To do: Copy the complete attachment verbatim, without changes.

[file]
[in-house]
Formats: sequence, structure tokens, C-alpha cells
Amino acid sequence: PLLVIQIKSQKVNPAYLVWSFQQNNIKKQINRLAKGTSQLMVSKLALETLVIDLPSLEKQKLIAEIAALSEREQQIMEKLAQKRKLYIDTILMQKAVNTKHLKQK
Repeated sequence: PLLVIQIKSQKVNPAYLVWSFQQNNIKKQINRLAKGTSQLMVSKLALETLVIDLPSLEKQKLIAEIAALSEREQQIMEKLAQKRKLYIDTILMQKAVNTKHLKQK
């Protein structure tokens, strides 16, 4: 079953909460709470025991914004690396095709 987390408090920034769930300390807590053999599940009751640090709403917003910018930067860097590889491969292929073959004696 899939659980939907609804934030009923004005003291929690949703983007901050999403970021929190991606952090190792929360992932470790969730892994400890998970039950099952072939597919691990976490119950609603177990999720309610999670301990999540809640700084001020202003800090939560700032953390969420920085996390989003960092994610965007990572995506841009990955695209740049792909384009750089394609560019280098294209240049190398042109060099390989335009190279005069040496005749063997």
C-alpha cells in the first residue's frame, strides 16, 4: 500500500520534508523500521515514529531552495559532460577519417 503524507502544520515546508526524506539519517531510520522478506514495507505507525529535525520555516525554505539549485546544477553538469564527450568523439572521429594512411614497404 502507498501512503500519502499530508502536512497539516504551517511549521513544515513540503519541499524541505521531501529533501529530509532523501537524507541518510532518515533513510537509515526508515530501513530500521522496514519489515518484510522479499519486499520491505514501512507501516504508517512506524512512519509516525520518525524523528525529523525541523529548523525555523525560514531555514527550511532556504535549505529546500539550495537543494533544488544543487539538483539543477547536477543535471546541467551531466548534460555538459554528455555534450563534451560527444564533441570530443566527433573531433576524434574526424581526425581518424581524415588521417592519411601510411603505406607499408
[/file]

[in-house]
Formats: sequence, structure tokens, C-alpha cells
Amino acid sequence: PLLVIQIKSQKVNPAYLVWSFQQNNIKKQINRLAKGTSQLMVSKLALETLVIDLPSLEKQKLIAEIAALSEREQQIMEKLAQKRKLYIDTILMQKAVNTKHLKQK
Repeated sequence: PLLVIQIKSQKVNPAYLVWSFQQNNIKKQINRLAKGTSQLMVSKLALETLVIDLPSLEKQKLIAEIAALSEREQQIMEKLAQKRKLYIDTILMQKAVNTKHLKQK
């Protein structure tokens, strides 16, 4: 079953909460709470025991914004690396095709 987390408090920034769930300390807590053999599940009751640090709403917003910018930067860097590889491969292929073959004696 899939659980939907609804934030009923004005003291929690949703983007901050999403970021929190991606952090190792929360992932470790969730892994400890998970039950099952072939597919691990976490119950609603177990999720309610999670301990999540809640700084001020202003800090939560700032953390969420920085996390989003960092994610965007990572995506841009990955695209740049792909384009750089394609560019280098294209240049190398042109060099390989335009190279005069040496005749063997």
C-alpha cells in the first residue's frame, strides 16, 4: 500500500520534508523500521515514529531552495559532460577519417 503524507502544520515546508526524506539519517531510520522478506514495507505507525529535525520555516525554505539549485546544477553538469564527450568523439572521429594512411614497404 502507498501512503500519502499530508502536512497539516504551517511549521513544515513540503519541499524541505521531501529533501529530509532523501537524507541518510532518515533513510537509515526508515530501513530500521522496514519489515518484510522479499519486499520491505514501512507501516504508517512506524512512519509516525520518525524523528525529523525541523529548523525555523525560514531555514527550511532556504535549505529546500539550495537543494533544488544543487539538483539543477547536477543535471546541467551531466548534460555538459554528455555534450563534451560527444564533441570530443566527433573531433576524434574526424581526425581518424581524415588521417592519411601510411603505406607499408